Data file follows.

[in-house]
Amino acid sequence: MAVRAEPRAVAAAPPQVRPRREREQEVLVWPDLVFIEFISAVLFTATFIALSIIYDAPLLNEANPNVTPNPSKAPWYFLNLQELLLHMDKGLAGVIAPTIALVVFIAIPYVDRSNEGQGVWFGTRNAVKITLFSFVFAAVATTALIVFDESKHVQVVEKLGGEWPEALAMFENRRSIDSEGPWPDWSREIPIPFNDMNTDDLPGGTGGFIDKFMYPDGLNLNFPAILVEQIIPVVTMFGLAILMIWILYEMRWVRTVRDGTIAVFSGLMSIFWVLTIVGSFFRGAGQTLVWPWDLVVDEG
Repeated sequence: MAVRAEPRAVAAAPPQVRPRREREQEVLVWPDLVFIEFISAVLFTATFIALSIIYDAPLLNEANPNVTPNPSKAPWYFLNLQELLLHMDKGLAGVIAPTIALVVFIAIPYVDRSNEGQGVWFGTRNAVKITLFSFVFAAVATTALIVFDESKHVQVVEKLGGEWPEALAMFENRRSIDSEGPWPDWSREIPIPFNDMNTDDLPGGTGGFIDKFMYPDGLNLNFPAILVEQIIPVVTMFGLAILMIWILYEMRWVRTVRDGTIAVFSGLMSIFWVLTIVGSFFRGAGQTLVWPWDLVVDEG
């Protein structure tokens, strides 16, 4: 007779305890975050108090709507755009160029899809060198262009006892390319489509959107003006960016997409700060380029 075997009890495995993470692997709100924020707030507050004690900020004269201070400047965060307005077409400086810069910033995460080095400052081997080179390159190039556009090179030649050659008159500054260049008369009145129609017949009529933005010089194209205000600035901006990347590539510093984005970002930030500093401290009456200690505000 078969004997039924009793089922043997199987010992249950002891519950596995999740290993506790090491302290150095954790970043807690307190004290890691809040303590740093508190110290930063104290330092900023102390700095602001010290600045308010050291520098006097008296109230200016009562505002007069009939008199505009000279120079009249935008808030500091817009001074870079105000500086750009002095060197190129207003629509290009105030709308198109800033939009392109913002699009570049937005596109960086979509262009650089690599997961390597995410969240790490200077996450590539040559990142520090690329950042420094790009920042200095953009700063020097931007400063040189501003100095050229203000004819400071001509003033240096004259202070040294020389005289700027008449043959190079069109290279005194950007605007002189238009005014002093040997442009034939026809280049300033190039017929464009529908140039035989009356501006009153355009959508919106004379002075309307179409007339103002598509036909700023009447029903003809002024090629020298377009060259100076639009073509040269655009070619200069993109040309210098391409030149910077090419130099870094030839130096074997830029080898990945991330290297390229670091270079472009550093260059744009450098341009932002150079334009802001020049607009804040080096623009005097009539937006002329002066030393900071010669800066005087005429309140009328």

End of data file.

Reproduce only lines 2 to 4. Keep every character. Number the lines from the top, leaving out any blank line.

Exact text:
Amino acid sequence: MAVRAEPRAVAAAPPQVRPRREREQEVLVWPDLVFIEFISAVLFTATFIALSIIYDAPLLNEANPNVTPNPSKAPWYFLNLQELLLHMDKGLAGVIAPTIALVVFIAIPYVDRSNEGQGVWFGTRNAVKITLFSFVFAAVATTALIVFDESKHVQVVEKLGGEWPEALAMFENRRSIDSEGPWPDWSREIPIPFNDMNTDDLPGGTGGFIDKFMYPDGLNLNFPAILVEQIIPVVTMFGLAILMIWILYEMRWVRTVRDGTIAVFSGLMSIFWVLTIVGSFFRGAGQTLVWPWDLVVDEG
Repeated sequence: MAVRAEPRAVAAAPPQVRPRREREQEVLVWPDLVFIEFISAVLFTATFIALSIIYDAPLLNEANPNVTPNPSKAPWYFLNLQELLLHMDKGLAGVIAPTIALVVFIAIPYVDRSNEGQGVWFGTRNAVKITLFSFVFAAVATTALIVFDESKHVQVVEKLGGEWPEALAMFENRRSIDSEGPWPDWSREIPIPFNDMNTDDLPGGTGGFIDKFMYPDGLNLNFPAILVEQIIPVVTMFGLAILMIWILYEMRWVRTVRDGTIAVFSGLMSIFWVLTIVGSFFRGAGQTLVWPWDLVVDEG
């Protein structure tokens, strides 16, 4: 007779305890975050108090709507755009160029899809060198262009006892390319489509959107003006960016997409700060380029 075997009890495995993470692997709100924020707030507050004690900020004269201070400047965060307005077409400086810069910033995460080095400052081997080179390159190039556009090179030649050659008159500054260049008369009145129609017949009529933005010089194209205000600035901006990347590539510093984005970002930030500093401290009456200690505000 078969004997039924009793089922043997199987010992249950002891519950596995999740290993506790090491302290150095954790970043807690307190004290890691809040303590740093508190110290930063104290330092900023102390700095602001010290600045308010050291520098006097008296109230200016009562505002007069009939008199505009000279120079009249935008808030500091817009001074870079105000500086750009002095060197190129207003629509290009105030709308198109800033939009392109913002699009570049937005596109960086979509262009650089690599997961390597995410969240790490200077996450590539040559990142520090690329950042420094790009920042200095953009700063020097931007400063040189501003100095050229203000004819400071001509003033240096004259202070040294020389005289700027008449043959190079069109290279005194950007605007002189238009005014002093040997442009034939026809280049300033190039017929464009529908140039035989009356501006009153355009959508919106004379002075309307179409007339103002598509036909700023009447029903003809002024090629020298377009060259100076639009073509040269655009070619200069993109040309210098391409030149910077090419130099870094030839130096074997830029080898990945991330290297390229670091270079472009550093260059744009450098341009932002150079334009802001020049607009804040080096623009005097009539937006002329002066030393900071010669800066005087005429309140009328």